Whispers that a psychotic killer was after wealthy resident of isolated homes in the Hollywood hills continued after the murder of Miss Tate and the four others was followed a day later by that of a rich supermarket owner and his wife in a plush home 12 miles away.
IN BOTH SETS of slayings the word “Pig” was smeared in blood at the murder scene, hoods covered the heads of males slain and women had cords around their throats.
Police have showed that the two bloodbaths were unconnected. They said the more recent murders of a grocery chain owner Leno La Bianca, 44, and his wife Rosemary, 37, were those of a psychotic cashing in on the publicity of the so-called Tate murders.
But fear-stricken Hollywood residents rushed to buy guns yesterday for self-protection.
Hollywood glitterati panicked. They ripped the names and numbers of their drug dealers out of their little black books and waited for the killer’s arrest so life could return to normal.
No one, except some Los Angeles County Sheriff’s Department homicide investigators, gave a thought to the gruesome killing that pre-dated the August rampage, the murder of Gary Hinman.
It was a few minutes into August 9, 1969, and Mrs. Seymour Kott of 10170 Cielo Drive heard a series of claps. She couldn’t identify the source or location of the noise and so she went back to sleep.
Winifred Chapman, maid for director Roman Polanski and his wife actress Sharon Tate, arrived at their home at the far end of Cielo Drive at 8:30 a.m. to begin work. The quiet street is a cul-de-sac between Beverly Glen and Benedict Canyon. Birds chirping, a dog barking or the occasional coyote call are about the only sounds you hear; but there was an unnatural quality to the stillness that morning.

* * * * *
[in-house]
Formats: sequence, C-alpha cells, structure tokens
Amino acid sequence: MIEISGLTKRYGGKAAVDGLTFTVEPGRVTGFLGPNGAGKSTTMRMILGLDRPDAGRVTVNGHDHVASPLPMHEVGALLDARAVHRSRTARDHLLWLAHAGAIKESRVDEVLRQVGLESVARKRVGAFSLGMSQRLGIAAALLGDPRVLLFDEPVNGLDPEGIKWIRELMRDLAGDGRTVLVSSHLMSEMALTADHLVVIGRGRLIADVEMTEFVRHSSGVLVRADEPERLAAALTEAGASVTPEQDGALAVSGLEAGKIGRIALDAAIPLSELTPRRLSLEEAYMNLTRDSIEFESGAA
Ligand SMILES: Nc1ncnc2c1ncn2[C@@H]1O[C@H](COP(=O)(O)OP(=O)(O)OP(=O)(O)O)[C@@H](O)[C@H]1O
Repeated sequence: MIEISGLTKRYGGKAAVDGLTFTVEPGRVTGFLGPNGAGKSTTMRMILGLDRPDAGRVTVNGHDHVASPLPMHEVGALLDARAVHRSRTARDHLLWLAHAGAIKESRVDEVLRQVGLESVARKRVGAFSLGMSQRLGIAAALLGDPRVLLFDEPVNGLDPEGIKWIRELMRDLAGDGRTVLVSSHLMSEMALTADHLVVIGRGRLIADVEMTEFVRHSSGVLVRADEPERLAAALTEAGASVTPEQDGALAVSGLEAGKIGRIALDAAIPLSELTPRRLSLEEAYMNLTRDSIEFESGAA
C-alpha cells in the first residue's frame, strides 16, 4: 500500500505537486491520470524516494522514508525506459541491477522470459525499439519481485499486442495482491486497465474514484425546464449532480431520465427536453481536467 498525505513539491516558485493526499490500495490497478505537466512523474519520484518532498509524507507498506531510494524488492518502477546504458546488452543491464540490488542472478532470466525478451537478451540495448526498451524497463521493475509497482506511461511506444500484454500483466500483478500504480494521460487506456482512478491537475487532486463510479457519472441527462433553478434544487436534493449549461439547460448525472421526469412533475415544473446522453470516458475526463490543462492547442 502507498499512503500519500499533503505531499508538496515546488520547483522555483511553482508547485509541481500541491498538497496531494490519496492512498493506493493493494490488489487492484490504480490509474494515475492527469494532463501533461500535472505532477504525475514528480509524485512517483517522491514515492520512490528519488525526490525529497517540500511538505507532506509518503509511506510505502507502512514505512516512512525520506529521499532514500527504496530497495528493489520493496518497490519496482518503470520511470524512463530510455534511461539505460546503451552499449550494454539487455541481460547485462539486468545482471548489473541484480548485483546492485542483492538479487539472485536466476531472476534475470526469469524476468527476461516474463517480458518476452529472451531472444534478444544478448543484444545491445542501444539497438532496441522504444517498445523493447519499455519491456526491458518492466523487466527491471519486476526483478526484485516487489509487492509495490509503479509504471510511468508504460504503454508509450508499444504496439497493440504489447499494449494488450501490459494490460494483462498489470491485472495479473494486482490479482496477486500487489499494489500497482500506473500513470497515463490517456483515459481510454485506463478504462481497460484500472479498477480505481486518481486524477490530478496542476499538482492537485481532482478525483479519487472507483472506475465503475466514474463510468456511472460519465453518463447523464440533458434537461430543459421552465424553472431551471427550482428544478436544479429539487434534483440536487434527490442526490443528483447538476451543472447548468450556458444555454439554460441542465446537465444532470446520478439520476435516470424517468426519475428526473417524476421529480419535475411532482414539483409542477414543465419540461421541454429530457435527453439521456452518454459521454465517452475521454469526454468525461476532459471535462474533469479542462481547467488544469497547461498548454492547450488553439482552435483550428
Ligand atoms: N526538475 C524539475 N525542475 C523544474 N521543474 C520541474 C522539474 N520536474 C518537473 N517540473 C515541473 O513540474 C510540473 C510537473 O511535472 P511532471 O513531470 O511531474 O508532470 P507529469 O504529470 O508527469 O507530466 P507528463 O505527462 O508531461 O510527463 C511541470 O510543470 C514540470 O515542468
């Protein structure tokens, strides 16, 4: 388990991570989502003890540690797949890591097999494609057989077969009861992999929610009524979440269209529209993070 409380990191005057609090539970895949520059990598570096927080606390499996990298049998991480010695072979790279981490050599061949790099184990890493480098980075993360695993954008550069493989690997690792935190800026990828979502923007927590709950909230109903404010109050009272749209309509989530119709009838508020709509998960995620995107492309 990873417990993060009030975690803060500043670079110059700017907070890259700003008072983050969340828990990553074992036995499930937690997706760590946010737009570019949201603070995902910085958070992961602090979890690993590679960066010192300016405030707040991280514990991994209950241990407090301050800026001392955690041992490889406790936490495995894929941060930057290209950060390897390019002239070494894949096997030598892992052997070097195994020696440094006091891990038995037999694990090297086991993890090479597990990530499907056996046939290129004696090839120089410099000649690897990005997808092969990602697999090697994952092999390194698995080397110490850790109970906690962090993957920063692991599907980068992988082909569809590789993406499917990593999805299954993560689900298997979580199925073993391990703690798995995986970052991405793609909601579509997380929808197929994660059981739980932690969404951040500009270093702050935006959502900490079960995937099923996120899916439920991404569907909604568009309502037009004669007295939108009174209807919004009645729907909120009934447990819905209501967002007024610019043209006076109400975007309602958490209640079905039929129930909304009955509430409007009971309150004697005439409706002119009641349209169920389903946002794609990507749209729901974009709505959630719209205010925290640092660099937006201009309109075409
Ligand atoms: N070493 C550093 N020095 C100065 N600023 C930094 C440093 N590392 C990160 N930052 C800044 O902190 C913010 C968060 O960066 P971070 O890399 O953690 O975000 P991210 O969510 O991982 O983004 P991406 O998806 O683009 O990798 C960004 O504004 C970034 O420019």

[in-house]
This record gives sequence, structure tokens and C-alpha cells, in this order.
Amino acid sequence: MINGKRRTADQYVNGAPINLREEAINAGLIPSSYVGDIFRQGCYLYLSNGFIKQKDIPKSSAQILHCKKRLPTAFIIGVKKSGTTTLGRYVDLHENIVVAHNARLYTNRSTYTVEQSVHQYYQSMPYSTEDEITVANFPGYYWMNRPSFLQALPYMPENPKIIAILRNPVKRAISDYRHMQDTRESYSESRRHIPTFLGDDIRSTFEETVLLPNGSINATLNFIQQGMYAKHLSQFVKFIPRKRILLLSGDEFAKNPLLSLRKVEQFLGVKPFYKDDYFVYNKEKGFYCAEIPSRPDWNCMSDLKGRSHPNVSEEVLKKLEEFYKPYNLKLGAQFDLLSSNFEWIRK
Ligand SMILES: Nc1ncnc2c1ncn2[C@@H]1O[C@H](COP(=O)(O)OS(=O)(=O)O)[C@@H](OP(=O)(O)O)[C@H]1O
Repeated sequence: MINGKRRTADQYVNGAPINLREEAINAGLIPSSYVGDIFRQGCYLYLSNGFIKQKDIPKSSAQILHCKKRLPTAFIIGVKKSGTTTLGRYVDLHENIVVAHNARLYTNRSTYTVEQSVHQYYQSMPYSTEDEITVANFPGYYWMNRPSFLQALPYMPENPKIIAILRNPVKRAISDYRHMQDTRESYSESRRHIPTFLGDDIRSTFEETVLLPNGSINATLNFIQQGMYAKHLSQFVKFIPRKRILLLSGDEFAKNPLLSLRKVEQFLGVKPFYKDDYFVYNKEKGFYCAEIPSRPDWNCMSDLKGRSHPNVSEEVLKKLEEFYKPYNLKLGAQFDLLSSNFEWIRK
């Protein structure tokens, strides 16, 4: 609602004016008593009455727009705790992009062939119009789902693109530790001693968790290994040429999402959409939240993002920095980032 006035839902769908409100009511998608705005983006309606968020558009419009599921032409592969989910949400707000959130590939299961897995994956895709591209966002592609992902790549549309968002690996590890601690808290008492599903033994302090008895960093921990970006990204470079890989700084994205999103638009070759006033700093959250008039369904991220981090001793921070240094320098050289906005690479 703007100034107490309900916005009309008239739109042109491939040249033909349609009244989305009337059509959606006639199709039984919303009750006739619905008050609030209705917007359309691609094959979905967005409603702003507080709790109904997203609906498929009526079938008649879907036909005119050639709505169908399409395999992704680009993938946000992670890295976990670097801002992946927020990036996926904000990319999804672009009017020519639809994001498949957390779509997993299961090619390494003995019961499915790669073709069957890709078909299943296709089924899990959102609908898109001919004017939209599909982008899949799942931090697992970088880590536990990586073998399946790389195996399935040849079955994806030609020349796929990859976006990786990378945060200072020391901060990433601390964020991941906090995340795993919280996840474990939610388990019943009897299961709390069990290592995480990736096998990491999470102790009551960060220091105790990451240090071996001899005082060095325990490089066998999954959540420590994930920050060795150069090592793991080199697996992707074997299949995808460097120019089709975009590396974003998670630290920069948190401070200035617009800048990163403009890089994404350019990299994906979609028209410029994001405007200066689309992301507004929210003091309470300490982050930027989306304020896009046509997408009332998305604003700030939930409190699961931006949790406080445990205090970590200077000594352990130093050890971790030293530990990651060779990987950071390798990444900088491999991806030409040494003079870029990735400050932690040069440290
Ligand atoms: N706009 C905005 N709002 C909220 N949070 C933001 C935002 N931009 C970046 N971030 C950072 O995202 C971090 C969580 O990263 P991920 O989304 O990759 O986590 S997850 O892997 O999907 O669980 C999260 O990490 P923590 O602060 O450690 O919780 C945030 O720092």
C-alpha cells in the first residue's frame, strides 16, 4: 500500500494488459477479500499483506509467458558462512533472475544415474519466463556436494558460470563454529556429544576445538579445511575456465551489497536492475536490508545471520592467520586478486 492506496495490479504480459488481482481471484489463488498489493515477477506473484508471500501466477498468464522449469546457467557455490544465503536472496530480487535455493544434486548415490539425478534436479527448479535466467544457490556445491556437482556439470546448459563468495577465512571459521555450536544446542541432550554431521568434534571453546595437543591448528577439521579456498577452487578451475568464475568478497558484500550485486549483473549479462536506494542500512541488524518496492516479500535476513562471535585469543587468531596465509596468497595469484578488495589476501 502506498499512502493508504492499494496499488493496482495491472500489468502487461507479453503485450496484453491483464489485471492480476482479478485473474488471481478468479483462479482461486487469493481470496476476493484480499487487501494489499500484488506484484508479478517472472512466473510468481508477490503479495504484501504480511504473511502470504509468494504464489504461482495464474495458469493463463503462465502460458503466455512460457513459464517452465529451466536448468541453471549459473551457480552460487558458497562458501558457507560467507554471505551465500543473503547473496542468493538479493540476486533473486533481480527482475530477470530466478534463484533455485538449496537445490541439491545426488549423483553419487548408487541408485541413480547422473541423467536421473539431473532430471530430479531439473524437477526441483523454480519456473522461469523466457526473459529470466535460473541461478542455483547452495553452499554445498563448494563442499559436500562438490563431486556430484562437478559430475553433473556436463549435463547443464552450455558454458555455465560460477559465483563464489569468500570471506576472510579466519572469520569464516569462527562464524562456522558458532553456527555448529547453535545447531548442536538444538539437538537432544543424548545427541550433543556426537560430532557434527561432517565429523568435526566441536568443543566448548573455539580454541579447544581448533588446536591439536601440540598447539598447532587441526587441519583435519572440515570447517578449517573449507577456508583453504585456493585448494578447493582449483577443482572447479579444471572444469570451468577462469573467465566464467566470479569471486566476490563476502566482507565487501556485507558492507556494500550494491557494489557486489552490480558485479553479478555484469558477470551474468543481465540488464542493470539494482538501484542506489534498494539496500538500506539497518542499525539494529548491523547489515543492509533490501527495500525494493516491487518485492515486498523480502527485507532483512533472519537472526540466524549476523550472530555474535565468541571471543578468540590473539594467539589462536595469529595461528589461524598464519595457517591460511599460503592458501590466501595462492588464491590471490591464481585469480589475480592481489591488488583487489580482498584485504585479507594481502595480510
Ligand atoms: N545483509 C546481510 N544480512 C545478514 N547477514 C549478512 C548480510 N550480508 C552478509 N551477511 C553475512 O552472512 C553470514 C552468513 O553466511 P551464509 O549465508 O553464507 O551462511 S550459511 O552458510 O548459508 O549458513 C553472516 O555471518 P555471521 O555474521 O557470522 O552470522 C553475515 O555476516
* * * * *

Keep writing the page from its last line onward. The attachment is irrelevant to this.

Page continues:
Winifred saw a white two-door Rambler sedan in the driveway. She didn’t recognize the car and approached it with caution. She saw a young man behind the wheel slumped over toward the passenger seat. There was blood on his shirt and his left arm.
As she continued toward the sprawling home she found the body of Voytek Frykowski on the front lawn.
Under a fir tree, about 20 yards away, she found Abigail Folger’s bloody body.
The horror followed Winifred into the living room. Sharon Tate, 8 ½ months pregnant and dressed in her bra and bikini bottom, had a bloody nylon cord wrapped around her neck. The cord looped around a beam in the ceiling. Someone tied the other end of the cord around Jay Sebring’s neck and placed a black hood on his head.
Terrified, Winifred ran to a neighbor’s home for help. Fifteen-year-old Jim Asim was preparing to leave when she stopped him screaming, “there’s bodies and blood all over the place!”
Victims being transported to morgue
Asim, a member of Law Enforcement Troop 800 of the Boy Scouts, called the police. Moments later six LAPD black and whites roared up Cielo Drive to its end where there is a wire gate outside the Polanski residence. Guns drawn; the officers entered the property. They heard a dog howling behind a guest house and a man’s voice shouted for it to be quiet.